5 ways to speedup javascript

1) use a compressor

JSMin is a filter which removes comments and unnecessary whitespace from JavaScript files. It typically reduces filesize by half, resulting in faster downloads. It also encourages a more expressive programming style because it eliminates the download cost of clean, literate self-documentation.

PHP version here

2) Minimize the number of .js files

Each .js file reference on a web page means another http request from a client’s browser. Although it may decrease the readability/maintainability of your code, it is faster to have one larger .js file than multiple smaller ones.

3) use profiler and timer tools

Firebug offers a suite of profiler and timing tools that allows you to see exactly how long your scripts take to execute and gives you the ability to tweak and optimize them.

4) asynchronize your code

Browsers run Javascript code synchronously. This means that when a <script> tag has been found, everything on the page stops until the end script tag has been found. If a script doesn’t finish executing within a certain amount of time, then the user gets a warning that says, “A script on this page is taking a long time to complete.”


function testfunc()

var x1="test1";
var x2="test2";


testfunc(); //normal way to execute the function
window.setTimeout(testfunc,0); //asynchronous execution of testfunc()

The setTimeout function takes 2 parameters. The first is the name of the function that will be executed and the second is the number of milliseconds to wait until it is called. Since 0 is used for the second parameter, the function is called immediately (it will be forked in the background and the rest of your page will continue to load). This is useful for functions that take a long time to load.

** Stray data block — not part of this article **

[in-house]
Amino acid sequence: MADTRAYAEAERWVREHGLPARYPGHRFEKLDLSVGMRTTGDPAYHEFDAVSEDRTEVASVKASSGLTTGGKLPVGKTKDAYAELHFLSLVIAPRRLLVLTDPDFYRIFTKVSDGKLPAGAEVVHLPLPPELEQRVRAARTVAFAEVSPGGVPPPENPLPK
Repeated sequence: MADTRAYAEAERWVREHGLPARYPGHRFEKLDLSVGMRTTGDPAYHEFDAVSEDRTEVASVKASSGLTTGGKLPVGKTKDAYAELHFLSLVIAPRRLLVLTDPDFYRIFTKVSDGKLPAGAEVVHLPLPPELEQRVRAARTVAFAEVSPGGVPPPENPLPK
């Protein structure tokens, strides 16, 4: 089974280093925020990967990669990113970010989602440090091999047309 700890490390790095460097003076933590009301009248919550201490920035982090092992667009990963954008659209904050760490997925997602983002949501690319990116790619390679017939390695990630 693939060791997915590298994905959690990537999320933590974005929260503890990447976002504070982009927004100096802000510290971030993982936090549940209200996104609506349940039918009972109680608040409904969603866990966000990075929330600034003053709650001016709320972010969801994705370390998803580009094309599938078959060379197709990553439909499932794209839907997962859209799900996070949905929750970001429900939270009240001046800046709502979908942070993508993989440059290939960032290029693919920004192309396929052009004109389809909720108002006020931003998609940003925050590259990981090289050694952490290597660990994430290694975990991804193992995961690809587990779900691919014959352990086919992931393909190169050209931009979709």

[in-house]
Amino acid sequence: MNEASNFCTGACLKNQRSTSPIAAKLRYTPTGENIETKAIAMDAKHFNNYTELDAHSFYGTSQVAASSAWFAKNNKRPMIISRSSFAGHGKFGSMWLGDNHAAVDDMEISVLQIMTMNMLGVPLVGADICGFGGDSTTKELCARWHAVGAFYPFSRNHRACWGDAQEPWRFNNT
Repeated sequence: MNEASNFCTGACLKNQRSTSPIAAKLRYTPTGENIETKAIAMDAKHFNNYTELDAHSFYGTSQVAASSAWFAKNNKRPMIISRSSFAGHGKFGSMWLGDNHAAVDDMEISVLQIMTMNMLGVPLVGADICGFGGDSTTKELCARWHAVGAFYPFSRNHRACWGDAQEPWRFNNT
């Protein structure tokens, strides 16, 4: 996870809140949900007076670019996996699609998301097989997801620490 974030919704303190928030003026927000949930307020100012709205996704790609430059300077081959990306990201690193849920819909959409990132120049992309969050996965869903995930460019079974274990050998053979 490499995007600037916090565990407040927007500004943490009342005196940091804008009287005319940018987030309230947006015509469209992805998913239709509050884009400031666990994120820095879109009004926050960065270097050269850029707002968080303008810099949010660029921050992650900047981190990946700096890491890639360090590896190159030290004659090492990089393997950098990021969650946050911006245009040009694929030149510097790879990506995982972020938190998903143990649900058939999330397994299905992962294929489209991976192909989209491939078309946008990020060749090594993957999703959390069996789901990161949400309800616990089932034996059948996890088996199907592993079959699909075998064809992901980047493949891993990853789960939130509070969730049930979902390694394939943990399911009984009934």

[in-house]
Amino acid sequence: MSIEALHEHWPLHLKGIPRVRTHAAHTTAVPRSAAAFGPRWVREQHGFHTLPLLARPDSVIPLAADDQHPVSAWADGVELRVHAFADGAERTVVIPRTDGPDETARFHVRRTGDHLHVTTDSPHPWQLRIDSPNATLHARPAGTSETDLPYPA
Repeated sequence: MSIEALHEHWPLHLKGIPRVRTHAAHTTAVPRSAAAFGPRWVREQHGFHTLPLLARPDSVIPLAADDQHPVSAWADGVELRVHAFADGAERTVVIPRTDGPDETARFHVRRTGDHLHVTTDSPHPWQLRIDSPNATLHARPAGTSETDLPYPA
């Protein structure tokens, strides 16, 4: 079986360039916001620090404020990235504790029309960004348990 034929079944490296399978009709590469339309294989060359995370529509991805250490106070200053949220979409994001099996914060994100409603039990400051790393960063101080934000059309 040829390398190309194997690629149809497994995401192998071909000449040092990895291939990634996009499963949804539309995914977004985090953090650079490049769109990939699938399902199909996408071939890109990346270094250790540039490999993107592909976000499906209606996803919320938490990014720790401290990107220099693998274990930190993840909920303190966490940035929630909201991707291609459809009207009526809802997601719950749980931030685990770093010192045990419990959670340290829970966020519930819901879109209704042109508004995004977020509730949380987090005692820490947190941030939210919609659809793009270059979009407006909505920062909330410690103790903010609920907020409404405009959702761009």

5) cache DOM variables

Every binding in Javascript is late. This means each time you access a property, variable, or method a look-up is performed. Within the IE DOM, this could mean an extensive search of the element to find the same property over and over again, only to be returned to the JScript engine unchanged from the previous request.

Here is an example of a function that can be optimized:

function buildString()
var newElement = document.getElementById("myitem");
newElement.innerHTML = ""; // Clear out the previous
newElement.innerHTML += addHeader();

newElement.innerHTML += addBody();

Here is the optimized function:

function buildString()
var newText = addHeader() + addBody();
document.getElementById(”myitem”).innerHTML = newText;


by Justin Silverton

Ref: http://www.whenpenguinsattack.com/2007/08/20/5-ways-to-speedup-javascript/

1 Comment

  1. Kyle said,

    February 19, 2009 at 4:05 pm

    Also, http://dean.edwards.name/packer/, packs js. According to http://agachi.name/weblog/archives/2006/11/25/pack-your-javascript.htm, the packer is more of a compressor than JSMin.


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